Started Dec 31, 2011 | Discussions thread
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Note : This post contains some numbers. If numbers are not your "thing", that's fine. There is no need to trumpet that. The algebraic formulas below have been carefully derived. If your calculations may come to a different result, I would be interested in knowing how and why they do. For those interested, the implications of these formulas (for certain cameras and lenses) are summarized in the final two sections of this post.

The origins, the yield-rate, and applicability of the oft repeated "rule of thumb" (of using a Shutter Speed that is equal or greater than the the 35mm equivalent Focal Length) to compacts is murky.

A test I conducted some years ago, photographing leafless trees against a sky, indicated that, using a normal, (50mm) lens on a hand-held camera-The slowest shutter speed that ensured maximum sharpness was 1/250th sec. I found that even with firm body support image sharpness was noticeably degraded at 1/125 second, a speed that many photographers consider safe for hand-holding a camera with normal lens .

- Ansel Adams, Page 116, "The Camera", Little, Brown & Company, 1980

Adams recommended a 5 times higher Shutter Speed than is derived from the "rule of thumb".

I translated Adams' chosen "margin" of 5 times the Focal Length using a 50mm lens with 35mm full-frame film (using Leica's 25 Micron COC at film-plane) to the LX3, LX5, and any M34 camera (with a 14mm lens). I used a 1.0 pixel maximum (peak, not RMS) amount of allowable resulting blur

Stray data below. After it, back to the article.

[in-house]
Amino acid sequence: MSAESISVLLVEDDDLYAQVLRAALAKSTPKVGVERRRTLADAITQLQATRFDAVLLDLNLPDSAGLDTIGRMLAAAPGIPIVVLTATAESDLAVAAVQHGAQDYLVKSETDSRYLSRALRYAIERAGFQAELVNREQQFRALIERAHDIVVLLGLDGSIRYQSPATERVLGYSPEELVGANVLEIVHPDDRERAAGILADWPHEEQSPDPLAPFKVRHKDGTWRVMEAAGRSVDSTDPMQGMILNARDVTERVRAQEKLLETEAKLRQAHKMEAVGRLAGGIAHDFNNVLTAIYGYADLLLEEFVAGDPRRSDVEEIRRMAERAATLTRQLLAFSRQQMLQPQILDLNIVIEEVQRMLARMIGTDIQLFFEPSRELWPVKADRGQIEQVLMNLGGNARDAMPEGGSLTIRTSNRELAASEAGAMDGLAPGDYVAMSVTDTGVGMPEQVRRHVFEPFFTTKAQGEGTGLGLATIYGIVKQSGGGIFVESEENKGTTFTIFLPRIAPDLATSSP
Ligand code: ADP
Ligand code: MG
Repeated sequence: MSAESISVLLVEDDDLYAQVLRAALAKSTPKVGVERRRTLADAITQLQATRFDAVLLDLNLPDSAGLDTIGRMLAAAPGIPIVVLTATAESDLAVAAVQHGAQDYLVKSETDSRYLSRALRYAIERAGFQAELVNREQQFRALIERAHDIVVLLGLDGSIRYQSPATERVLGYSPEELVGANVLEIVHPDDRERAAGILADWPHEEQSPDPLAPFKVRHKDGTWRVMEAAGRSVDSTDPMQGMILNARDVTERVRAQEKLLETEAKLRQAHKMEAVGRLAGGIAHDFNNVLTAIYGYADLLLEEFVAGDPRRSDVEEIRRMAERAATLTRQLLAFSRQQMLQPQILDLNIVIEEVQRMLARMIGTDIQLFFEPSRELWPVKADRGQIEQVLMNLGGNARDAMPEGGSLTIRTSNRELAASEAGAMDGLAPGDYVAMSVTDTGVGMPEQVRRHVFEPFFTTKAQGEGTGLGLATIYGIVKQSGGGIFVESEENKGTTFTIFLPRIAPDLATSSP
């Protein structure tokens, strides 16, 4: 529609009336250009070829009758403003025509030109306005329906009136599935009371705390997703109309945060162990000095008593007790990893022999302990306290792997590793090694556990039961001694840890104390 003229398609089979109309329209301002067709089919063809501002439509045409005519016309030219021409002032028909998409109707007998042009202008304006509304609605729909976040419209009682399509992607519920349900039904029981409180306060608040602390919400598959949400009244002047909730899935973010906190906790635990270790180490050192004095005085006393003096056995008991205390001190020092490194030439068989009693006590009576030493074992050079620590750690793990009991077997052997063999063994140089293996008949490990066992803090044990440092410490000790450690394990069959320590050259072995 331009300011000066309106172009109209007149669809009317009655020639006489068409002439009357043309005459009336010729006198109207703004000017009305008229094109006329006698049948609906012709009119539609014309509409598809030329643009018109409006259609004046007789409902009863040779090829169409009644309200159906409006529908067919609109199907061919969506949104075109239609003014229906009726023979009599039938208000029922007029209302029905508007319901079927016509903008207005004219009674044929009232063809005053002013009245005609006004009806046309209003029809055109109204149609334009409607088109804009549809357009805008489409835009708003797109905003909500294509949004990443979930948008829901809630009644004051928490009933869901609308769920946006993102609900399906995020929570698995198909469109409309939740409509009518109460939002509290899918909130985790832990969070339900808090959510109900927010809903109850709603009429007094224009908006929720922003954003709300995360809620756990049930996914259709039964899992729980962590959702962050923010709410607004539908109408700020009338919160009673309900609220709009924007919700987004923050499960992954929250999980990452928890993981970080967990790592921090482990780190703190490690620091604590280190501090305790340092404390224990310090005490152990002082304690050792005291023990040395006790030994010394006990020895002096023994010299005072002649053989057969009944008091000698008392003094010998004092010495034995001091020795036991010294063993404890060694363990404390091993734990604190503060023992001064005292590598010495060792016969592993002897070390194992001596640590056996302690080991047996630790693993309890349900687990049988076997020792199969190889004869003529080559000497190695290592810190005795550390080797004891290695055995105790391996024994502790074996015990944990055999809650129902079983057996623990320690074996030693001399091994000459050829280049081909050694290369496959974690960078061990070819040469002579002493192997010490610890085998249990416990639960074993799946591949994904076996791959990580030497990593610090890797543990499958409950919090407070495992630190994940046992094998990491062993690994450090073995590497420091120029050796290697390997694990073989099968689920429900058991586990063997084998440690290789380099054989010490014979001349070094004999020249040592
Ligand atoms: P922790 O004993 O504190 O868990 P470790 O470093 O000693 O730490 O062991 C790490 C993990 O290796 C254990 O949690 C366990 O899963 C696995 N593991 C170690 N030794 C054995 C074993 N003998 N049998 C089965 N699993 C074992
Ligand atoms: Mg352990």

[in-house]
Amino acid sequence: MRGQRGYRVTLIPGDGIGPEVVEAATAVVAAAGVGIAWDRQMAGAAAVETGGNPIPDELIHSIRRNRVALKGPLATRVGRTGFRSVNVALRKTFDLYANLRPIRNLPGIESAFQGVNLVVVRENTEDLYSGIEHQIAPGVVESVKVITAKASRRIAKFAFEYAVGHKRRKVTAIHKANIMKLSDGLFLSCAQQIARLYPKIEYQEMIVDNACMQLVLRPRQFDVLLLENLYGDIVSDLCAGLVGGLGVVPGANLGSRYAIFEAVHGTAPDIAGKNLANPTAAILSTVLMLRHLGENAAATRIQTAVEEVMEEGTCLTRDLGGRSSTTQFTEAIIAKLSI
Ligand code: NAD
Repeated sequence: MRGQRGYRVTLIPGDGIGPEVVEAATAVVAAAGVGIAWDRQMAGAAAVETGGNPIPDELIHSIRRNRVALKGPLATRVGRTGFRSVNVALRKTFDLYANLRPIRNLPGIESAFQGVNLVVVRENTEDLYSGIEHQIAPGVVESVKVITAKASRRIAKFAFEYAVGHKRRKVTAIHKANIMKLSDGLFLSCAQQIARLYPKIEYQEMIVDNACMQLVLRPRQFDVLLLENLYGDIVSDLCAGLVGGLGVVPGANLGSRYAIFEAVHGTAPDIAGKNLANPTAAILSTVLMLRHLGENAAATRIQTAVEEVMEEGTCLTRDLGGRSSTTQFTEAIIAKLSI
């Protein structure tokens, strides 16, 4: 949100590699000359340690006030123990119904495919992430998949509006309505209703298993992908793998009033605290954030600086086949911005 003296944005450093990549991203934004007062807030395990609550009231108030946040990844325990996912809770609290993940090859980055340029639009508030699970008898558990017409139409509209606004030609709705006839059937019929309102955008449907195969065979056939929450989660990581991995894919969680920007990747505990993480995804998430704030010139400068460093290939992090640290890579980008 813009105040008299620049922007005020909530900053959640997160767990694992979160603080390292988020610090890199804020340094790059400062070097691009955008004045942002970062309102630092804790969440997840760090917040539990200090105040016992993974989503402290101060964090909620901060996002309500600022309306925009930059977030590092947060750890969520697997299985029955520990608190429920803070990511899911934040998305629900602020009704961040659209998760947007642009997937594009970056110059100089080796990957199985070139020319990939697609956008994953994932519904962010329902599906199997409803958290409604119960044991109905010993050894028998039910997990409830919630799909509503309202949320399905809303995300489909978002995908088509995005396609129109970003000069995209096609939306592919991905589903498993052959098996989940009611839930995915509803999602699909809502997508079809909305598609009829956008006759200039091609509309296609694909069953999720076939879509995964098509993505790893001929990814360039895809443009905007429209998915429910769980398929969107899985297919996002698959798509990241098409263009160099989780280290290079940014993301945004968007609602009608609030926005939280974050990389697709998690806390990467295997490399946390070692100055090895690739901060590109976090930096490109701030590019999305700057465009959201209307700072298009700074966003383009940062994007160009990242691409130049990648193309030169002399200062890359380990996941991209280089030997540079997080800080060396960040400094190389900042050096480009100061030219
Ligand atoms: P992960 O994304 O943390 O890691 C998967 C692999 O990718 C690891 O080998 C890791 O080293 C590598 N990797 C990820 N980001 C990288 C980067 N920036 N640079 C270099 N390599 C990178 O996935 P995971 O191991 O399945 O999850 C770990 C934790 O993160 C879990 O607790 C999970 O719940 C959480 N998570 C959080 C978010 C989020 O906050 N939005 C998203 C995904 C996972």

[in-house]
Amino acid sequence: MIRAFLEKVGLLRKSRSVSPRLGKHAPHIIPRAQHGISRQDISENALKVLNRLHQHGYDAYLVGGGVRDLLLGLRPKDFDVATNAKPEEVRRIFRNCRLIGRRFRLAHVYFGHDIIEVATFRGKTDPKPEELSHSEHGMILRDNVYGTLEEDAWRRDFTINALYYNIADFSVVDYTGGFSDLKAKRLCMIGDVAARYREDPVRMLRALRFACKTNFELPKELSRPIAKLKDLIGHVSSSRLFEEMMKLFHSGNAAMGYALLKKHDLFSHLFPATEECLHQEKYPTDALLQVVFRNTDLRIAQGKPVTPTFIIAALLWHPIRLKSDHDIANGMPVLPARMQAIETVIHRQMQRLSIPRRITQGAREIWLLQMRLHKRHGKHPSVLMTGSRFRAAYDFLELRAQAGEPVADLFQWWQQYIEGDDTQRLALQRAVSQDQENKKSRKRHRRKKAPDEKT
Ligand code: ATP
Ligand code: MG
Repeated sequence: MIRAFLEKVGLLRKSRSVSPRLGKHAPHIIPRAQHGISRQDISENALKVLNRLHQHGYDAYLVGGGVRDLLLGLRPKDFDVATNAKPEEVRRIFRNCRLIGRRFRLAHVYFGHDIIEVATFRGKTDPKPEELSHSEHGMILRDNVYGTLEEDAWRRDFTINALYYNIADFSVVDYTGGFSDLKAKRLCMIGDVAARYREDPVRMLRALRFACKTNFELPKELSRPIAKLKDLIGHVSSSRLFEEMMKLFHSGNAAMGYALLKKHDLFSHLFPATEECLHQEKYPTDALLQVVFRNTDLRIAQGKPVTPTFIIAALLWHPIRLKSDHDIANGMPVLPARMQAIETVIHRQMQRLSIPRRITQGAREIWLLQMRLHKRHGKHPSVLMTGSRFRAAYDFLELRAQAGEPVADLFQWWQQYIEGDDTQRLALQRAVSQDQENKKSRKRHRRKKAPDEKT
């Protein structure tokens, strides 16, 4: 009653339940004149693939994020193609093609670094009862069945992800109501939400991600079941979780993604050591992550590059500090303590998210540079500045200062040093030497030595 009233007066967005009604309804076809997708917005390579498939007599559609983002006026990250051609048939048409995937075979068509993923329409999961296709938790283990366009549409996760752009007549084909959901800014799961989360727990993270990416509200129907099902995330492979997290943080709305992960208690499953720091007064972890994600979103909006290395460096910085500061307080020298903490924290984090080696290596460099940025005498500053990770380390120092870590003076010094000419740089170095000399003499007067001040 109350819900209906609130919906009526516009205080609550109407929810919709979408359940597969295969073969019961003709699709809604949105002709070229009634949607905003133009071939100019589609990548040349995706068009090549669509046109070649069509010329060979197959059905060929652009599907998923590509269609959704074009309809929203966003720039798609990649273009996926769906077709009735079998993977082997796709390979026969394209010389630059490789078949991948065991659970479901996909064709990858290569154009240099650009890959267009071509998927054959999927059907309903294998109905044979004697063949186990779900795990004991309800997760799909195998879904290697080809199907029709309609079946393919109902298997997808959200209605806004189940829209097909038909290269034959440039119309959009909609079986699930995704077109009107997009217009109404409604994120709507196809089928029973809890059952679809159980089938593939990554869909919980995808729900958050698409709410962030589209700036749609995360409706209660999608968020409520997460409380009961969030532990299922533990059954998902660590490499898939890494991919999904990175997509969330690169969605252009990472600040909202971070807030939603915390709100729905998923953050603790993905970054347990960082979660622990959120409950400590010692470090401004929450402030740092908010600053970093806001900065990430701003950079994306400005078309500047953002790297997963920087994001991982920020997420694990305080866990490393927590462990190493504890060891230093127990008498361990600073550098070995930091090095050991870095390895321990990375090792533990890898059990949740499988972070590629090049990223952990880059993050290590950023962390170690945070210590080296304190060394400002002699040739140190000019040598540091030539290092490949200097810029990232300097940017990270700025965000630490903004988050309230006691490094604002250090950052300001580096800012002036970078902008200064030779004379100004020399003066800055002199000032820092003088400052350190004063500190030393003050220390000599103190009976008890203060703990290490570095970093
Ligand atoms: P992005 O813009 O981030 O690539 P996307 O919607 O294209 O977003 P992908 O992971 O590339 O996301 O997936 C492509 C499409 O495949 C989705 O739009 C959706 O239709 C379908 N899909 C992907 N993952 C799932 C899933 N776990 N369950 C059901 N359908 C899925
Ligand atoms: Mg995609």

Minimum Shutter Speed (S) = (1) / ( (16) ( Arctangent ( ( (P) (C) ) / ( (2) (L) ) ) )
.

The so-called "Rule of Thumb Standard" form (5 times more lax than the "Ansel Adams Standard"):

Minimum Shutter Speed (S) = (1) / ( (80) ( Arctangent ( ( (P) (C) ) / ( (2) (L) ) ) )
.

where:

P is the Pixel Pitch [in Meters]; and

C is the Crop Factor; and

L is the (35mm equivalent) Focal Length; and

the argument of the Arctangent function is entered in (and to be interpreted by the computing device in) Radians of arc.
.

The resulting implications (for the Panasonic LX3, LX5, and any M34 camera) are :
.

For the LX3 and LX5 : Multiply the (35mm, 50mm lens) "rule of thumb" by a factor of 2.61 .

If you want to leave the same (equivalent) margin that Ansel Adams chose (with 35mm, 50mm lens), multiply the (35mm, 50mm lens) "rule of thumb" by a factor of 13.0 .
.

For any M43 + 14mm lens : Multiply the (35mm, 50mm lens) "rule of thumb" by a factor of 3.32 .

If you want to leave the same (equivalent) margin that Ansel Adams chose (with 35mm, 50mm lens), multiply the (35mm, 50mm lens) "rule of thumb" by a factor of 16.6 .
.

The sobering results :

To equal the margin that Ansel Adams chose, the OIS has to reliably provide no less than 3.7 "stops" of image-stabilization for the LX3 and the LX5 .

To equal the margin that Ansel Adams chose, the OIS has to reliably provide no less than 4.1 "stops" of image-stabilization for a M43 + 14mm lens.

That's a pretty "tall order". I've seen Panasonic (gingerly) imply that Power OIS (i.e., LX5) can in the best cases meet that, but I've only seen Panasonic (gingerly) imply that Mega OIS (on LX3 and M43 lenses) can in the best cases provide 3 "stops" of image-stabilization (falling around 1 "stop" short). It may be wise to consider doubling the "rule of thumb" Shutter Speed with Mega OIS !

Note: The above does not address any particular camera effects of mechanical shutters inducing internal vibration and/or or long Shutter Times possibly leading to problems when tripod-mounted .

DM ...

Panasonic Lumix DMC-LX3 Panasonic Lumix DMC-LX5
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